4. Residence times and diel passage distributions of radio-tagged juvenile spring chinook salmon and steelhead in a gatewell and fish collection channel of a Columbia River Dam

    USGS Publications Warehouse

    Beeman, J.W.; Maule, A.G.

    2001-01-01

    The amount of time radio-tagged juvenile spring chinook salmon Oncorhynchus tshawytscha and juvenile steelhead O. mykiss spent within a gatewell and the juvenile collection channel at McNary Dam, Columbia River, USA, was measured to determine the diel passage behavior and residence times within these portions of the juvenile bypass system. The median gatewell residence times were 8.9 h for juvenile chinook salmon and 3.2 h for steelhead. Juvenile spring chinook salmon spent 83% of their time in the 18-m-deep gatewell at depths of 9 m or less, and juvenile steelhead spent 96% of their time in the upper 11 m. Fish released during midday and those released in the evening generally exited the gatewell in the evening, indicating that fish entering the gatewell during daylight will have prolonged residence times. Median collection-channel residence times of juvenile chinook salmon were much shorter (2.3 min) than those of steelhead (28.0 min), most likely because of the greater size of the steelhead and the high water velocities within the channel (2.1 m/s). This and other studies indicate most juvenile salmonids enter gatewells of several Columbia and Snake river dams in the evening and pass into the collection channels quickly. However, this is not consistent with the natural in-river migration patterns of these species and represents a delay in dam passage.

  5. PACIFIC SALMON: LESSONS LEARNED FOR RECOVERING ATLANTIC SALMON

    EPA Science Inventory

    n evaluation of the history of efforts to reverse the long-term decline of Pacific Salmon provides instructive policy lessons for recovering Atlantic Salmon. From California to southern British Columbia, wild runs of Pacific salmon have universally declined and many have disappe...

  6. Sequencing the genome of the Atlantic salmon (Salmo salar)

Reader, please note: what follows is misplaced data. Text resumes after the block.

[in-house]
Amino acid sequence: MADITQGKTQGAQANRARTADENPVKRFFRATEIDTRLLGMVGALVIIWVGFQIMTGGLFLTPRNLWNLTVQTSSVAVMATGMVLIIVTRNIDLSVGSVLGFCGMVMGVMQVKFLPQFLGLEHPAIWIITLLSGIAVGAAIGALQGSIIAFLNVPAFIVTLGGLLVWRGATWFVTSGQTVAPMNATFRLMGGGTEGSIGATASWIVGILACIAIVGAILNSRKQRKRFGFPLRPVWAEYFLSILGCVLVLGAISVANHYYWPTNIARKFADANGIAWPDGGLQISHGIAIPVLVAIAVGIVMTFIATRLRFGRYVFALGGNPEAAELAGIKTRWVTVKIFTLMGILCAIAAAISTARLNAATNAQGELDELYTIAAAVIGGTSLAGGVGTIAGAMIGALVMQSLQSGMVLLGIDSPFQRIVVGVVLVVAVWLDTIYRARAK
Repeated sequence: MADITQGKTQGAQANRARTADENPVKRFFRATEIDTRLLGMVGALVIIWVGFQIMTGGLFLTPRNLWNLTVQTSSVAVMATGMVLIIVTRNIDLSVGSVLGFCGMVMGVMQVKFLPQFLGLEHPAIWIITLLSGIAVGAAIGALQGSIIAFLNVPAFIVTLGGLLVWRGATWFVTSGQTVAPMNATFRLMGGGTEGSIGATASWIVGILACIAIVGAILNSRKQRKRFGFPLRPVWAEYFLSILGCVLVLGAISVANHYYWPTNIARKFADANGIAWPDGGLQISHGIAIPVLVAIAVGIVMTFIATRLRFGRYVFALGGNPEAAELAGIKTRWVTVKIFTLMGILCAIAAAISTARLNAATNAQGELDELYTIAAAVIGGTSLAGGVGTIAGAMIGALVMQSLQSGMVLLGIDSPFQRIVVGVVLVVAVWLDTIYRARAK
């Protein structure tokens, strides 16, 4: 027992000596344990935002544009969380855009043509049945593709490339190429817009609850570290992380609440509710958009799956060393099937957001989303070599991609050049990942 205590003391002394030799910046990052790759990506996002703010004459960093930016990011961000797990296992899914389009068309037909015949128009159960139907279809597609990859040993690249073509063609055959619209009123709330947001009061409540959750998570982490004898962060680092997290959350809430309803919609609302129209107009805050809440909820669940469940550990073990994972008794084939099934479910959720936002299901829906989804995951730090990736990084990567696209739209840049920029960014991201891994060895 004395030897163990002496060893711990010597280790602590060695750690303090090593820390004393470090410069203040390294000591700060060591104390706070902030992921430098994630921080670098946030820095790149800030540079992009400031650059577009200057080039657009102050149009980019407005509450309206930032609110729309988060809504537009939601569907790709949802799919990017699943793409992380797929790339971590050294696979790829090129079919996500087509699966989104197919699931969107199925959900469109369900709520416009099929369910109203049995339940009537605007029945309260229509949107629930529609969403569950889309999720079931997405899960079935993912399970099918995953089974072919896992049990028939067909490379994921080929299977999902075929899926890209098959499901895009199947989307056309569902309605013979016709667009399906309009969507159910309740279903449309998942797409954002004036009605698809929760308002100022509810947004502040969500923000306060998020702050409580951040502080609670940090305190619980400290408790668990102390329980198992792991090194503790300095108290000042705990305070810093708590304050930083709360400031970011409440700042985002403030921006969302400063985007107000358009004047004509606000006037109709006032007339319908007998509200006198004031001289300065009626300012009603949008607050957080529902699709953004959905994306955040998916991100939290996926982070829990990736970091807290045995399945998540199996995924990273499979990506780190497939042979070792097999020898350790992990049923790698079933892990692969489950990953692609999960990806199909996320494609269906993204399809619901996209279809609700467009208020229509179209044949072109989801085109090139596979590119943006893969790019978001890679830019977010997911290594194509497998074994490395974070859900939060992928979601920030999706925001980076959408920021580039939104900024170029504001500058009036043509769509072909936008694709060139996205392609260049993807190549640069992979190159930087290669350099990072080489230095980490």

PubMed Central

    2010-01-01

    The International Collaboration to Sequence the Atlantic Salmon Genome (ICSASG) will produce a genome sequence that identifies and physically maps all genes in the Atlantic salmon genome and acts as a reference sequence for other salmonids. PMID:20887641

  7. A concept for improving Atlantic salmon Salmo salar smolt migration past hydro power intakes.

    PubMed

    Fjeldstad, H P; Uglem, I; Diserud, O H; Fiske, P; Forseth, T; Kvingedal, E; Hvidsten, N A; Økland, F; Järnegren, J

    2012-07-01

    In this study, cost effective (in terms of reducing loss of power production) measures for increasing bypass migration of Atlantic salmon Salmo salar were developed and tested by establishing statistical models for timing of smolt migration and favourable diversion of water to the bypass. Initial tracking of radio-tagged smolts showed very low bypass migration under normal hydropower operations. Bypass migration increased when bypass discharge was experimentally increased and a model was developed that described relationships between total river discharge, bypass diversion and smolt migration route. Further improvements were obtained by installing two strobe lights at the power-production tunnel entrance that increased bypass migration during the night, but not during daytime. According to the behaviour of radio-tagged fish, the implemented measures contributed to increasing the annual percentage of bypass migration from 11 to 64%, and according to model predictions to 60-74% when the hydropower facilities were operated according to the developed models. To ensure correct timing of discharge diversion a smolt migration model was developed based on environmental variables that could successfully predict the general pattern of migration timing. The concept presented for improving smolt migration past hydropower intakes should be applicable in many systems where migration past hydropower installations cannot easily be solved by screening systems.

  8. Infectious salmon anaemia virus (ISAV) mucosal infection in Atlantic salmon.

    PubMed

    Aamelfot, Maria; McBeath, Alastair; Christiansen, Debes H; Matejusova, Iveta; Falk, Knut

    2015-01-01